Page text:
Bertrand Russell, in his essay “On Being Modern-Minded,” writes, “We imagine ourselves at the apex of intelligence, and cannot believe that the quaint clothes and cumbrous phrases of former times can have invested people and thoughts that are still worthy of our attention.”
Consider his use of cumbrous. Perhaps you knew the word’s meaning before encountering this passage. I did not. But from the rest of the sentence—its overall sentiment, as well as the parallel use of another adjective, quaint—I was able to deduce that the phrases Russell speaks of are unsophisticated. And what sorts of phrases might a witty scholar such as Russell deem unsophisticated? Awkward, cumbersome ones. Which, wouldn’t you know it, sounds an awful lot like cumbrous.
This feat of Holmesian reasoning was brought to you by redundancy. Discourse is redundant, which is why we so often understand the gist of a message even when our cell phone cuts out on us or a train blazes by or we can’t remember for the life of us what c’est la vie or crème de la crème means. It’s redundancy that writers like Junot Diaz and Anthony Burgess exploit when they integrate unknown foreign (or made-up) words into their stories, adding color local without bamboozling a readership conditioned to less exotic colors.
Discourse redundancy is a powerful tool for word learning. Most of the studies that have looked at this topic have done so within the context of reading. This is in part because we learn the majority of our vocabulary—not the majority of the words we use on a daily basis, but the majority of all of the words we know—from reading. Most words are rare, and rare words occur almost entirely in print. According to a 1988 study, even children’s books and comic books contain a higher proportion of rare words than the casual speech of college graduates does.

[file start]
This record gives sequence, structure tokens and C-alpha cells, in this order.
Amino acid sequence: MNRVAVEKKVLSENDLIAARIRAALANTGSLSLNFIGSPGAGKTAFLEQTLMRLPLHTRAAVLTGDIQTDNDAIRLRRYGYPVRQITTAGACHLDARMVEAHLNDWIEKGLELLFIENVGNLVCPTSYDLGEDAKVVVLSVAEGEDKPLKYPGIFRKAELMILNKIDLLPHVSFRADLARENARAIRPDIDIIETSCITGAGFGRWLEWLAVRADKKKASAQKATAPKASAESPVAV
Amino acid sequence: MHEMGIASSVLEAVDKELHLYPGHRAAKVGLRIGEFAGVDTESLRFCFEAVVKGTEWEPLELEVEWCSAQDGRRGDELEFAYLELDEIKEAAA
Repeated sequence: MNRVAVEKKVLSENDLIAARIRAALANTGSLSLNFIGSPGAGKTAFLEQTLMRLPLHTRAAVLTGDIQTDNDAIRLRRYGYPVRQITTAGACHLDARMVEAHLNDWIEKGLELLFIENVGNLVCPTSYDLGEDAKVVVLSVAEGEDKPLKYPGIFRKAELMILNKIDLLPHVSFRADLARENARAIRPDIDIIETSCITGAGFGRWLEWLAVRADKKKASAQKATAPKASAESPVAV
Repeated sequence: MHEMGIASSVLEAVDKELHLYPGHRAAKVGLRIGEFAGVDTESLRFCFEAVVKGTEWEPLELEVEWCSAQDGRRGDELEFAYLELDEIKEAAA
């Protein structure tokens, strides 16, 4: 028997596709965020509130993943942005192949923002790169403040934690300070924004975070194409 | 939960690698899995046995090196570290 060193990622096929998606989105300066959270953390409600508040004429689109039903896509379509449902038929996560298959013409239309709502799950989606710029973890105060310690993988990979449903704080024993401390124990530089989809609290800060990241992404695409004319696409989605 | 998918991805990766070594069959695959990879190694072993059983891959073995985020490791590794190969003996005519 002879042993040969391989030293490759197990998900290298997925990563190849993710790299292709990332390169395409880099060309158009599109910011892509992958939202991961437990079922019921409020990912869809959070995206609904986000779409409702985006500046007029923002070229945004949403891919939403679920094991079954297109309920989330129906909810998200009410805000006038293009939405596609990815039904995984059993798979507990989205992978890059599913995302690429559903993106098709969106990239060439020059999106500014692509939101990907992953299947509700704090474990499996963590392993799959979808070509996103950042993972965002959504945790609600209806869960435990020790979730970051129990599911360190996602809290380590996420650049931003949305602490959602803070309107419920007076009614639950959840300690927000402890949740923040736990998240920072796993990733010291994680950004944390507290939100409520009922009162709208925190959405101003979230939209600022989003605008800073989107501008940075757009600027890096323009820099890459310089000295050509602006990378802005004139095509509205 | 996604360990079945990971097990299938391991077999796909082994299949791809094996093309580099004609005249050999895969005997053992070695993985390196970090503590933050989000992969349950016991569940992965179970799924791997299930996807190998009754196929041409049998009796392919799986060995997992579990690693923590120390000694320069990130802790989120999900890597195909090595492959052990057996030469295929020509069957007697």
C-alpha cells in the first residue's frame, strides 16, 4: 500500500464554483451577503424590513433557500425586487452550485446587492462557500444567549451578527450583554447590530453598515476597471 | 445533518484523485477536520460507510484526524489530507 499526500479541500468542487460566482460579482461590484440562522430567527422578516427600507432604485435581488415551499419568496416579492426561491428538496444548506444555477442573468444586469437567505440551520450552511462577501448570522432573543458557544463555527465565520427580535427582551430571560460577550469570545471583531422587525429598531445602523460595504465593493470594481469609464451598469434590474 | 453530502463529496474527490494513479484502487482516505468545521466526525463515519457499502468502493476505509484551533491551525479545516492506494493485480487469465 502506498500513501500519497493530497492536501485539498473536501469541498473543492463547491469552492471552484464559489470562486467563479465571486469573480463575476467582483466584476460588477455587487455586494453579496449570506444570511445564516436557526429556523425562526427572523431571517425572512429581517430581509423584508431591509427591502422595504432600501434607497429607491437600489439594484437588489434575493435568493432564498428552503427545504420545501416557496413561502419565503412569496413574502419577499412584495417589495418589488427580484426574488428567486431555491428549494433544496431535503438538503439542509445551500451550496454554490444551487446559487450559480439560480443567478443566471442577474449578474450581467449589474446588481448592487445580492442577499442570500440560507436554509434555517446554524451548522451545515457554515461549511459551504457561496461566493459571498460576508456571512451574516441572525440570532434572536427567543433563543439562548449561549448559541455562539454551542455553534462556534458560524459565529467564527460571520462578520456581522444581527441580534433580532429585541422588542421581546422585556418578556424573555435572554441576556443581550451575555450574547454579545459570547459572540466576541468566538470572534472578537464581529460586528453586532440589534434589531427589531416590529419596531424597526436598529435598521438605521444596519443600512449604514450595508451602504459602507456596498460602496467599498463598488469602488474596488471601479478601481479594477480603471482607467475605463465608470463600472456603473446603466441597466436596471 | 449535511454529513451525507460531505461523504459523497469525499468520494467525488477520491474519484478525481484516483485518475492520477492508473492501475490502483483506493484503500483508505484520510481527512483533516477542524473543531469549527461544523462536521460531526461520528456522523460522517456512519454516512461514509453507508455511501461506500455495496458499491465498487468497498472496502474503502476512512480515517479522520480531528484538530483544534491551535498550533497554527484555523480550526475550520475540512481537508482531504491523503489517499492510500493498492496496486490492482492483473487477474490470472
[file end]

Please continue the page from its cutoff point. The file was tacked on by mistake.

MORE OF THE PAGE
So how good are we at using discourse context to learn new words while reading? In 1999, Dutch researchers M. S. L. Swanborn and Kees de Glopper analyzed the results from 20 separate experiments on incidental word learning (that is, learning when readers did not expect to be tested on vocabulary afterward). The researchers concluded that for every 100 new words a schoolchild encounters, he’ll “learn”—derive and remember enough about that word to answer a question about it later on—about 15 of them.
But this number isn’t magical. Who the reader is, what he’s reading, and how much he cares about what he’s reading all matter, and are all highly variable. Indeed, the average percentage of new words learned across the 20 studies ranged from three to 54.
I’d like to think that my personal rate of word learning falls on the higher end of this range, given that I’m an avid, experienced reader. Because readers must use their existing vocabulary to correctly infer new word meanings, those with already-rich vocabularies are better equipped to get richer, a phenomenon scholars have termed “the Matthew effect.” I, who already possessed relevant meanings for apex, quaint, and invested, was a prime candidate for acquiring cumbrous. (Someone with an even richer vocabulary could probably have learned cumbrous from a sentence like The anonymuncule’s cumbrous lexiphanicism led to severe redactophobia, but nobody likes a smarty-pants.)
A confession: this was not my first time reading Russell’s essay. This is fairly damning evidence that I did not learn cumbrous the first time around, which brings me to my last point. Though discourse redundancy makes learning new words possible—even easy!—for readers, it can also make learning new words unnecessary. C’est la vie; crème de la crème.
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